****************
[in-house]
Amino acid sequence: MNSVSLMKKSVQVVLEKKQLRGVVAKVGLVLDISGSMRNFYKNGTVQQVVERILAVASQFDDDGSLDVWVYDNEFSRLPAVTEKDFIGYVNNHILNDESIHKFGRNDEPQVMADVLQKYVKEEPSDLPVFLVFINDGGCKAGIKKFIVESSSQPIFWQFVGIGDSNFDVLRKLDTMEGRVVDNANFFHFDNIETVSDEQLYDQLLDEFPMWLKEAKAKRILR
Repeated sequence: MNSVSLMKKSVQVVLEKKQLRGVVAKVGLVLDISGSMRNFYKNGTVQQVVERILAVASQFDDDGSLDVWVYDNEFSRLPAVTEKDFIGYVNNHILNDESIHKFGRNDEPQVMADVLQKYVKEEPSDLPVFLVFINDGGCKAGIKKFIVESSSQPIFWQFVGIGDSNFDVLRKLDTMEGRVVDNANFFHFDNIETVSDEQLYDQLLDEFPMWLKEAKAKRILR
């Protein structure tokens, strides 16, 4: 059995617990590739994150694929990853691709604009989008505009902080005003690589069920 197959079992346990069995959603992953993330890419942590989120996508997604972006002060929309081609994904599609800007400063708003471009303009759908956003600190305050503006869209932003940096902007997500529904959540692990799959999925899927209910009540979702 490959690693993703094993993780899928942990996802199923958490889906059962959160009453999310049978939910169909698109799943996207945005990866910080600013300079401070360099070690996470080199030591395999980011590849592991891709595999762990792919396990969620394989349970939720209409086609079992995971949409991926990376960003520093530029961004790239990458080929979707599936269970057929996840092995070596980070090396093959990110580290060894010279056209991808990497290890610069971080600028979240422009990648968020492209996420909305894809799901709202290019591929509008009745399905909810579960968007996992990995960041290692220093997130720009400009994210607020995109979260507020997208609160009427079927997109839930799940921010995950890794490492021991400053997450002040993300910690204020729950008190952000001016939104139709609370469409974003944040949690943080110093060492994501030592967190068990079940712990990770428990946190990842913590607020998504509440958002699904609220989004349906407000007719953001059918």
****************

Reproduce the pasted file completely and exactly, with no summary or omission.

[in-house]
Amino acid sequence: MNSVSLMKKSVQVVLEKKQLRGVVAKVGLVLDISGSMRNFYKNGTVQQVVERILAVASQFDDDGSLDVWVYDNEFSRLPAVTEKDFIGYVNNHILNDESIHKFGRNDEPQVMADVLQKYVKEEPSDLPVFLVFINDGGCKAGIKKFIVESSSQPIFWQFVGIGDSNFDVLRKLDTMEGRVVDNANFFHFDNIETVSDEQLYDQLLDEFPMWLKEAKAKRILR
Repeated sequence: MNSVSLMKKSVQVVLEKKQLRGVVAKVGLVLDISGSMRNFYKNGTVQQVVERILAVASQFDDDGSLDVWVYDNEFSRLPAVTEKDFIGYVNNHILNDESIHKFGRNDEPQVMADVLQKYVKEEPSDLPVFLVFINDGGCKAGIKKFIVESSSQPIFWQFVGIGDSNFDVLRKLDTMEGRVVDNANFFHFDNIETVSDEQLYDQLLDEFPMWLKEAKAKRILR
């Protein structure tokens, strides 16, 4: 059995617990590739994150694929990853691709604009989008505009902080005003690589069920 197959079992346990069995959603992953993330890419942590989120996508997604972006002060929309081609994904599609800007400063708003471009303009759908956003600190305050503006869209932003940096902007997500529904959540692990799959999925899927209910009540979702 490959690693993703094993993780899928942990996802199923958490889906059962959160009453999310049978939910169909698109799943996207945005990866910080600013300079401070360099070690996470080199030591395999980011590849592991891709595999762990792919396990969620394989349970939720209409086609079992995971949409991926990376960003520093530029961004790239990458080929979707599936269970057929996840092995070596980070090396093959990110580290060894010279056209991808990497290890610069971080600028979240422009990648968020492209996420909305894809799901709202290019591929509008009745399905909810579960968007996992990995960041290692220093997130720009400009994210607020995109979260507020997208609160009427079927997109839930799940921010995950890794490492021991400053997450002040993300910690204020729950008190952000001016939104139709609370469409974003944040949690943080110093060492994501030592967190068990079940712990990770428990946190990842913590607020998504509440958002699904609220989004349906407000007719953001059918």